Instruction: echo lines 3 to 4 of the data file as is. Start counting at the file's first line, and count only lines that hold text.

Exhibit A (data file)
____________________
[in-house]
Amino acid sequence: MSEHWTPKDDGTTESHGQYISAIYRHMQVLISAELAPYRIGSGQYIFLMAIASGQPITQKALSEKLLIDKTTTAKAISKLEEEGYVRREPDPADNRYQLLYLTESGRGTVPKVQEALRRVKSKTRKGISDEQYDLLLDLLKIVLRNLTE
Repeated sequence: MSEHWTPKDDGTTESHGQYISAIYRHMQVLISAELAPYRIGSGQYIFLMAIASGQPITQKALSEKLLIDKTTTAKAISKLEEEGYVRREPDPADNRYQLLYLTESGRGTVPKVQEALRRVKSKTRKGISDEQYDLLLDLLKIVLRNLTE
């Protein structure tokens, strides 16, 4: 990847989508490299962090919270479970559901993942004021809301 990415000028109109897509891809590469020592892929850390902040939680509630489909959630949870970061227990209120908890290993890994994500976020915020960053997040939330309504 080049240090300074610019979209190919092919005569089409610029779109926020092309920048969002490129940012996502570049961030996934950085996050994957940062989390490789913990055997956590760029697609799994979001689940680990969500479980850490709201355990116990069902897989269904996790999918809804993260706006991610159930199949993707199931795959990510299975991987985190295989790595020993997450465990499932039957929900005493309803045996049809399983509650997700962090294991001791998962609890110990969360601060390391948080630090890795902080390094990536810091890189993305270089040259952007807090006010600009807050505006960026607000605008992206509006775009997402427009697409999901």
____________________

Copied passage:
Repeated sequence: MSEHWTPKDDGTTESHGQYISAIYRHMQVLISAELAPYRIGSGQYIFLMAIASGQPITQKALSEKLLIDKTTTAKAISKLEEEGYVRREPDPADNRYQLLYLTESGRGTVPKVQEALRRVKSKTRKGISDEQYDLLLDLLKIVLRNLTE
């Protein structure tokens, strides 16, 4: 990847989508490299962090919270479970559901993942004021809301 990415000028109109897509891809590469020592892929850390902040939680509630489909959630949870970061227990209120908890290993890994994500976020915020960053997040939330309504 080049240090300074610019979209190919092919005569089409610029779109926020092309920048969002490129940012996502570049961030996934950085996050994957940062989390490789913990055997956590760029697609799994979001689940680990969500479980850490709201355990116990069902897989269904996790999918809804993260706006991610159930199949993707199931795959990510299975991987985190295989790595020993997450465990499932039957929900005493309803045996049809399983509650997700962090294991001791998962609890110990969360601060390391948080630090890795902080390094990536810091890189993305270089040259952007807090006010600009807050505006960026607000605008992206509006775009997402427009697409999901």